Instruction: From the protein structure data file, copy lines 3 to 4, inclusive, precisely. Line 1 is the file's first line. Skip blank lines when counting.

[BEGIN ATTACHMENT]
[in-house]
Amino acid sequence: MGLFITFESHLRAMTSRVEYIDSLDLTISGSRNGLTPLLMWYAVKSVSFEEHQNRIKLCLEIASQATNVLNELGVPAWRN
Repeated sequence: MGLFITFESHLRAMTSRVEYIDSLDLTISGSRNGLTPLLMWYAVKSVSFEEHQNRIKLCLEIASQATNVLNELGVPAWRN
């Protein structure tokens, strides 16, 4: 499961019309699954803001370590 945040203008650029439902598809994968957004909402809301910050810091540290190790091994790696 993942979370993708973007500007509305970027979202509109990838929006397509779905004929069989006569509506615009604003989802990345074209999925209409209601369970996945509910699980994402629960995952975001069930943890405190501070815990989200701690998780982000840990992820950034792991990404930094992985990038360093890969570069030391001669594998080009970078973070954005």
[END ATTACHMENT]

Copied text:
Repeated sequence: MGLFITFESHLRAMTSRVEYIDSLDLTISGSRNGLTPLLMWYAVKSVSFEEHQNRIKLCLEIASQATNVLNELGVPAWRN
């Protein structure tokens, strides 16, 4: 499961019309699954803001370590 945040203008650029439902598809994968957004909402809301910050810091540290190790091994790696 993942979370993708973007500007509305970027979202509109990838929006397509779905004929069989006569509506615009604003989802990345074209999925209409209601369970996945509910699980994402629960995952975001069930943890405190501070815990989200701690998780982000840990992820950034792991990404930094992985990038360093890969570069030391001669594998080009970078973070954005």